Live Review: The Thurston Moore Group

Saint Luke’s, 12/06

In a 1995 interview about the Sonic Youth album Washing Machine, Thurston Moore stated: “We all have different aesthetics as to how songs should work. I generally push for a lot of abandon while some people in the group are more interested in truncating things. If I was the leader as much as people say I am, every song would be 20 minutes long.”

One of the most striking features of Moore’s solo work since the band’s split in 2011 – precipitated by the end of his and Kim Gordon’s marriage – is the coming to the fore of this very refusal to cut things short, a major factor in distancing his two solo records from the Sonic Youth oeuvre and ensuring a lack of shouted requests for Sonic Youth songs at his gigs. His second solo album since the breakup, Rock n Roll Consciousness, contains only 5 songs but is 43 minutes in length (an average of just over 8 and a half minutes per track), and that’s reflected in the sparse setlist aired in the beautiful Saint Luke’s venue tonight.

The act’s name may have changed from Band to Group, but the lineup of Moore, Deb Googe of My Bloody Valentine and Primal Scream, James Sedwards and Sonic Youth drummer Steve Shelley remains the same. Taking the stage with nothing more than an unbothered “Hey” from Thurston, they quietly tune up before barrelling into ‘Cease Fire’, a song that begins softly before exploding into grungy life. The whole band appear nonchalant between songs but jump into motion when the groove kicks in, especially on the bass side as Deb stands in an attack stance, properly hitting the strings and providing the sonic punch in the ribs Thurston Moore fans expect. Most of the songs are structured similarly: when the main body has run its course the band drift into a 5-10 minute noise intermission, shifting from noisy ambience into a wall of screaming industrial feedback, then a short lull before launching back into the song for a final time. The lack of barrier in front of the low stage gives the show a cosy feel at the front, Thurston turning over a large pad of paper presumably of lyrics and leaning right into the crowd giving a close-up view of one of the 20th century’s great guitarists at work. During an intermission someone shouts out “Vote Labour!” to which he replies “Did you just say ‘more legroom’? … that’s my motto”.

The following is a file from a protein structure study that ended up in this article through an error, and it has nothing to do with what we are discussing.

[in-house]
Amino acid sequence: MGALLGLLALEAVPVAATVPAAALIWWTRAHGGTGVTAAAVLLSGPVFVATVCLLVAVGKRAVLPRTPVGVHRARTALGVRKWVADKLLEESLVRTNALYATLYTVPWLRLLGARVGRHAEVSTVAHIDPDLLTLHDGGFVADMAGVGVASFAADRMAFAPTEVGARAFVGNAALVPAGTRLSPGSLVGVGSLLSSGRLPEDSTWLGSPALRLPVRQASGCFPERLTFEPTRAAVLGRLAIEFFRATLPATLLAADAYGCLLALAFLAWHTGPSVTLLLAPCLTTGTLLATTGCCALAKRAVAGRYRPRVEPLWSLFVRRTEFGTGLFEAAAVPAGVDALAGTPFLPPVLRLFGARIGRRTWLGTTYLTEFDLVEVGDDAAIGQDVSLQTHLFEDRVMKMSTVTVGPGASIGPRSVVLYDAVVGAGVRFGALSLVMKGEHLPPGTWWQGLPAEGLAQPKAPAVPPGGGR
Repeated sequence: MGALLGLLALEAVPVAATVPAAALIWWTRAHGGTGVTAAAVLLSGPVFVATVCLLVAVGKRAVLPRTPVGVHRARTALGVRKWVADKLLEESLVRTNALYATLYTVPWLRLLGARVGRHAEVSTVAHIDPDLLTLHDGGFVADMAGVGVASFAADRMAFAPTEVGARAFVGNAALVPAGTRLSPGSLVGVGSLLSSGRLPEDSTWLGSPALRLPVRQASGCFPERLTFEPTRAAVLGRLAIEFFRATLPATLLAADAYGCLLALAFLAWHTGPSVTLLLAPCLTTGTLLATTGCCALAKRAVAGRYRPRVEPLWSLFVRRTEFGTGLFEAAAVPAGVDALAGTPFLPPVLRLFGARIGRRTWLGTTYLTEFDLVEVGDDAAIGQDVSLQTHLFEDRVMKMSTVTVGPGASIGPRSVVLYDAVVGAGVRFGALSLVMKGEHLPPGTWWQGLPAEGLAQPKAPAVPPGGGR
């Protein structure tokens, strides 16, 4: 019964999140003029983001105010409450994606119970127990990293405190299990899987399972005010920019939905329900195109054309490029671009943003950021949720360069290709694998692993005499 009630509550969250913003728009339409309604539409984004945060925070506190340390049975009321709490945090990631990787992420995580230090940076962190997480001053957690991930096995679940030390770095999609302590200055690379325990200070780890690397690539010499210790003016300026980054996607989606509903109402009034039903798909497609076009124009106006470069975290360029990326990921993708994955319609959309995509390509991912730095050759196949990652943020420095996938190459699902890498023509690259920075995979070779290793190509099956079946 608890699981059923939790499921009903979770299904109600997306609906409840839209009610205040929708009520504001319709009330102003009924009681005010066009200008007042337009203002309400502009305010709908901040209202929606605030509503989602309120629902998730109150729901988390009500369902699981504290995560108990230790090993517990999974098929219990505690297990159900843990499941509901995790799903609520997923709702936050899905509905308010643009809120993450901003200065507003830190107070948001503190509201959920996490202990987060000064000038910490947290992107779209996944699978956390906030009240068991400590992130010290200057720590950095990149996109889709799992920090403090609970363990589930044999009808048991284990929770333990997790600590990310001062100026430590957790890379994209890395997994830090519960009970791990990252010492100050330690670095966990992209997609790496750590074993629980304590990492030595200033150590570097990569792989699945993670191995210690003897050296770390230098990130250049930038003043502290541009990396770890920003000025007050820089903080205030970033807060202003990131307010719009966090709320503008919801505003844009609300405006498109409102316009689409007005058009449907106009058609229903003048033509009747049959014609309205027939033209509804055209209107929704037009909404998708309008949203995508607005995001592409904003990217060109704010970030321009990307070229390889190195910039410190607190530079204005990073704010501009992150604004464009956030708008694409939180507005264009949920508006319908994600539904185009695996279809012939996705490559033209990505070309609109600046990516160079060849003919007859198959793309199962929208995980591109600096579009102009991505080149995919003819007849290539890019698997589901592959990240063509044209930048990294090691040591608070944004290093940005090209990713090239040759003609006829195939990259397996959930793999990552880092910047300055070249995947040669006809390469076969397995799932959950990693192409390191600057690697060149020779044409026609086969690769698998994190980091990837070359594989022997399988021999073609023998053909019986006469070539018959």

The relatively low number of songs in the set makes the gig seem almost short-changingly quick when the band first leave the stage, but they’re quickly back on to make up for that with an epic-length version of ‘Ono Soul’ from Thurston’s first solo album, reaching almost unbearable volume as the feedback section reaches its climax. As he exits the stage with a characteristic “Peace and love!”, it seems apt to meditate on how strange it is to see one of the giants of the 90s alt-rock explosion working his magic in such a small venue when some of his then-contemporaries are still playing arena gigs. But for Thurston Moore it is, and will continue to be into his old age, all about the people and the noise.

[Ciaran McQueen – @_delareine]

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